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Yogurt may independently be related to cardiovascular disease risk, according to the study published in the American Journal of Hypertension.
"We hypothesised that long-term yogurt intake might reduce the risk of cardiovascular problems since some previous small studies had shown beneficial effects of fermented dairy products," said Justin Buendia from Boston University School of Medicine in the US.
"Our results provide important new evidence that yogurt may benefit heart health alone or as a consistent part of a diet rich in fibre-rich fruits, vegetables, and whole grains," said Buendia.
The research included over 55,000 women (aged 30-55) with high blood pressure from the Nurses' Health Study and 18,000 men (aged 40-75) who participated in the Health Professionals Follow-Up Study.
Higher intakes of yogurt were associated with a 30 per cent reduction in risk of myocardial infarction or heart attack among the Nurses' Health Study women and a 19 per cent reduction in the Health Professionals Follow-Up Study men.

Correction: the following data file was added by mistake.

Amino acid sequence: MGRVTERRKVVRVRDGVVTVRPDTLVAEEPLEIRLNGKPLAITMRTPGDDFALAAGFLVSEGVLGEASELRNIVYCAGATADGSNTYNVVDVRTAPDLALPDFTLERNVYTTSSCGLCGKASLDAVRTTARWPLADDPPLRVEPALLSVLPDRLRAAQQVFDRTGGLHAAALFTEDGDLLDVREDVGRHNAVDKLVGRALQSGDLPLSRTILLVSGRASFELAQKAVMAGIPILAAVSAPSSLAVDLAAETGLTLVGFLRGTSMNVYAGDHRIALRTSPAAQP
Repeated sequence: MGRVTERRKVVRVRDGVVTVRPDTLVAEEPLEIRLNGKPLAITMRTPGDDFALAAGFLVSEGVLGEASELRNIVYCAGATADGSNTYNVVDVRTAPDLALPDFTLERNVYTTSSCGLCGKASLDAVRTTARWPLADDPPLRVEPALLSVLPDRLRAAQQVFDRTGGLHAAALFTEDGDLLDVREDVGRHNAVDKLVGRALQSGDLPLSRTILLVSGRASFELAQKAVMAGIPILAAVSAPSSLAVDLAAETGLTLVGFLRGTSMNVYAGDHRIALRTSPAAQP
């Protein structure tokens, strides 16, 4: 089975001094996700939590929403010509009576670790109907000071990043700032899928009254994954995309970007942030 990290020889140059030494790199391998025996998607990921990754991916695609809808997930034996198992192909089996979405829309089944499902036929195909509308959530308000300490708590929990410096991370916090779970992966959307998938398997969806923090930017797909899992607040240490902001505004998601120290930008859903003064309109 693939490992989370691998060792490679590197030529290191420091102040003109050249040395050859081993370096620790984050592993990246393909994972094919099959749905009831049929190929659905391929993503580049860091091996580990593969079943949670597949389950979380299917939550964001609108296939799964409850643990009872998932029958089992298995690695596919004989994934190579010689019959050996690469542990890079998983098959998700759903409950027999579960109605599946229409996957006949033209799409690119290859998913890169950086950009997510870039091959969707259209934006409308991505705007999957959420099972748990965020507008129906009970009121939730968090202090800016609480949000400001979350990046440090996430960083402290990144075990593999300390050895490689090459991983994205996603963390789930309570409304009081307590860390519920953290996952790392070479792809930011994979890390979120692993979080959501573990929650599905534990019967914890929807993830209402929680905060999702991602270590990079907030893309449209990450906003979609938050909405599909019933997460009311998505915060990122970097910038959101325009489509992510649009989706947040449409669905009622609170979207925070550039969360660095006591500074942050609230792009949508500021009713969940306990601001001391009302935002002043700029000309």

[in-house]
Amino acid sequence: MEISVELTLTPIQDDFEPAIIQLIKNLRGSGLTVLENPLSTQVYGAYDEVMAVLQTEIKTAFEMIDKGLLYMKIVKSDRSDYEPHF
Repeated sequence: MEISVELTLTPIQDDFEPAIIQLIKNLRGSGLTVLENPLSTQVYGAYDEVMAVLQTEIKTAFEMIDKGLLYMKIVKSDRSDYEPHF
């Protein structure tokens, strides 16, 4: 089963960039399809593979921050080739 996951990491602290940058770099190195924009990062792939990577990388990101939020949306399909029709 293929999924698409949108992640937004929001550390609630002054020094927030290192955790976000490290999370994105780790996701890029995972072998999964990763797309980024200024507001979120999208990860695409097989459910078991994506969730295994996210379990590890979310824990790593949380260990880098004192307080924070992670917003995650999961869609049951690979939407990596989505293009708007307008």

There were 3,300 and 2,148 total cardiovascular disease cases (myocardial infarction, stroke, and revascularisation) in the Nurses' Health Study and the Health Professionals Follow-Up Study, respectively.
Higher yogurt intake in women was associated with a 16 per cent lower risk of undergoing revascularisation, according to researchers.
The surgical procedure places new blood vessels around existing blockages to restore necessary blood flow to the heart muscle.
In both groups, participants consuming more than two servings a week of yogurt had an approximately 20 per cent lower risks of major coronary heart disease or stroke during the follow-up period, researchers said.
When revascularisation was added to the total cardiovascular disease outcome variable, the risk estimates were reduced for both men and women, but remained significant, they said.
(This story has not been edited by Business Standard staff and is auto-generated from a syndicated feed.)